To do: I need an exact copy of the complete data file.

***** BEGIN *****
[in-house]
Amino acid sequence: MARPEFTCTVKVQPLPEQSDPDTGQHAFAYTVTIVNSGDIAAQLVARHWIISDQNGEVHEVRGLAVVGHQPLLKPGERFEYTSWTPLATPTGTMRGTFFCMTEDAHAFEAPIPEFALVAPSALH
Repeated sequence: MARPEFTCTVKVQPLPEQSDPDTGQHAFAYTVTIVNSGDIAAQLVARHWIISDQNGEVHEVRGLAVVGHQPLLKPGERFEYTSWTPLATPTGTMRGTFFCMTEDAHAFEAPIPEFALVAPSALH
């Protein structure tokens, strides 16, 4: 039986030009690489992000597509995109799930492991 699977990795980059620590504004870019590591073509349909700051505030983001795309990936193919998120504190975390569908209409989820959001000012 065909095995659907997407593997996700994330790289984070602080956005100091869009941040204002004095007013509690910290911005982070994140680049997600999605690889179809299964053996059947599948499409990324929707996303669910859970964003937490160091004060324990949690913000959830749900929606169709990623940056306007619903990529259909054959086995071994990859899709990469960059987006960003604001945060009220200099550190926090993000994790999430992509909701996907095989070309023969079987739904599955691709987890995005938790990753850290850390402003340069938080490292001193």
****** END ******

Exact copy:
[in-house]
Amino acid sequence: MARPEFTCTVKVQPLPEQSDPDTGQHAFAYTVTIVNSGDIAAQLVARHWIISDQNGEVHEVRGLAVVGHQPLLKPGERFEYTSWTPLATPTGTMRGTFFCMTEDAHAFEAPIPEFALVAPSALH
Repeated sequence: MARPEFTCTVKVQPLPEQSDPDTGQHAFAYTVTIVNSGDIAAQLVARHWIISDQNGEVHEVRGLAVVGHQPLLKPGERFEYTSWTPLATPTGTMRGTFFCMTEDAHAFEAPIPEFALVAPSALH
């Protein structure tokens, strides 16, 4: 039986030009690489992000597509995109799930492991 699977990795980059620590504004870019590591073509349909700051505030983001795309990936193919998120504190975390569908209409989820959001000012 065909095995659907997407593997996700994330790289984070602080956005100091869009941040204002004095007013509690910290911005982070994140680049997600999605690889179809299964053996059947599948499409990324929707996303669910859970964003937490160091004060324990949690913000959830749900929606169709990623940056306007619903990529259909054959086995071994990859899709990469960059987006960003604001945060009220200099550190926090993000994790999430992509909701996907095989070309023969079987739904599955691709987890995005938790990753850290850390402003340069938080490292001193």